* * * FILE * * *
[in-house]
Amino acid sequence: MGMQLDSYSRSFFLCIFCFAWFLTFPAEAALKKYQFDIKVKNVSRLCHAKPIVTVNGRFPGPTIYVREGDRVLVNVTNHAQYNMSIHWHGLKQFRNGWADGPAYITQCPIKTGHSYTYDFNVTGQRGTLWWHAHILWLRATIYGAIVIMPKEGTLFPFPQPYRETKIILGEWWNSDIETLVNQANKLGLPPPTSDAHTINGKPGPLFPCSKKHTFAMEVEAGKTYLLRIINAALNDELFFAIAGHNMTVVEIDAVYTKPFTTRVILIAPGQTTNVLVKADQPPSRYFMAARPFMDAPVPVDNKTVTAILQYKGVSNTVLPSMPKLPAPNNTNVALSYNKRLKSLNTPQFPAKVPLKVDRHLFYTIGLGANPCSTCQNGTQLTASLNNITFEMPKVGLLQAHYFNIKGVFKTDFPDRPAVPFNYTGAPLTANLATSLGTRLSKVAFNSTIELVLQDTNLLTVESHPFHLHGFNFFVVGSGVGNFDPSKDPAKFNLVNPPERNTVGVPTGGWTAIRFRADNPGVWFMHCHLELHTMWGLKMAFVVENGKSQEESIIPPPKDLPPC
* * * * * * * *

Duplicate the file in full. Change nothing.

[in-house]
Amino acid sequence: MGMQLDSYSRSFFLCIFCFAWFLTFPAEAALKKYQFDIKVKNVSRLCHAKPIVTVNGRFPGPTIYVREGDRVLVNVTNHAQYNMSIHWHGLKQFRNGWADGPAYITQCPIKTGHSYTYDFNVTGQRGTLWWHAHILWLRATIYGAIVIMPKEGTLFPFPQPYRETKIILGEWWNSDIETLVNQANKLGLPPPTSDAHTINGKPGPLFPCSKKHTFAMEVEAGKTYLLRIINAALNDELFFAIAGHNMTVVEIDAVYTKPFTTRVILIAPGQTTNVLVKADQPPSRYFMAARPFMDAPVPVDNKTVTAILQYKGVSNTVLPSMPKLPAPNNTNVALSYNKRLKSLNTPQFPAKVPLKVDRHLFYTIGLGANPCSTCQNGTQLTASLNNITFEMPKVGLLQAHYFNIKGVFKTDFPDRPAVPFNYTGAPLTANLATSLGTRLSKVAFNSTIELVLQDTNLLTVESHPFHLHGFNFFVVGSGVGNFDPSKDPAKFNLVNPPERNTVGVPTGGWTAIRFRADNPGVWFMHCHLELHTMWGLKMAFVVENGKSQEESIIPPPKDLPPC